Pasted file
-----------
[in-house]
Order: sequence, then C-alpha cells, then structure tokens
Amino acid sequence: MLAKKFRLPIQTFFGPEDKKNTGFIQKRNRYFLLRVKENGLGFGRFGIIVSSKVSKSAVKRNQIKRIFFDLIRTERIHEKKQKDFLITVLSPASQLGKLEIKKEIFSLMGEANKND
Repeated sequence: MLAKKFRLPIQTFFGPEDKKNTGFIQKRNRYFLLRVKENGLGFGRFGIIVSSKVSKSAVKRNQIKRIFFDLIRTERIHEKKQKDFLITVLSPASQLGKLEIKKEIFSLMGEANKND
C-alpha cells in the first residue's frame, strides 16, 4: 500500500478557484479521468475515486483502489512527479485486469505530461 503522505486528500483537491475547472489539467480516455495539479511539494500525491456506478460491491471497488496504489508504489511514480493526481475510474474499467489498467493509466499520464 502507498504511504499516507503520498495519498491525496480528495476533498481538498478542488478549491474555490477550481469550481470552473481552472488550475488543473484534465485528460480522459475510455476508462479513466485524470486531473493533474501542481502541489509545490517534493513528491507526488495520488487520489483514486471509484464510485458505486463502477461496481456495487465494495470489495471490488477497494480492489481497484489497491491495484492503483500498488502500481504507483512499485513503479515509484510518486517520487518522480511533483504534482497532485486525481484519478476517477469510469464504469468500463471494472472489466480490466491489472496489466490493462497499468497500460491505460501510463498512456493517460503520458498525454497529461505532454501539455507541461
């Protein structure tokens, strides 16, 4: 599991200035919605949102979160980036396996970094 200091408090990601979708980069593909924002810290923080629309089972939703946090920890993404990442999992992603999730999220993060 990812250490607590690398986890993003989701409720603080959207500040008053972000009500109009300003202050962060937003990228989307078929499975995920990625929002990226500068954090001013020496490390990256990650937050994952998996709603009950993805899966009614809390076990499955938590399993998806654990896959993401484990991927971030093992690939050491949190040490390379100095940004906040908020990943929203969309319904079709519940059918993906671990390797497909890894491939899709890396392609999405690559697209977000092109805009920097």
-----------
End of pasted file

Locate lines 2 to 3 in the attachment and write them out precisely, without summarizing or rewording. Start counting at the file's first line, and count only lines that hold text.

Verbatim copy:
Order: sequence, then C-alpha cells, then structure tokens
Amino acid sequence: MLAKKFRLPIQTFFGPEDKKNTGFIQKRNRYFLLRVKENGLGFGRFGIIVSSKVSKSAVKRNQIKRIFFDLIRTERIHEKKQKDFLITVLSPASQLGKLEIKKEIFSLMGEANKND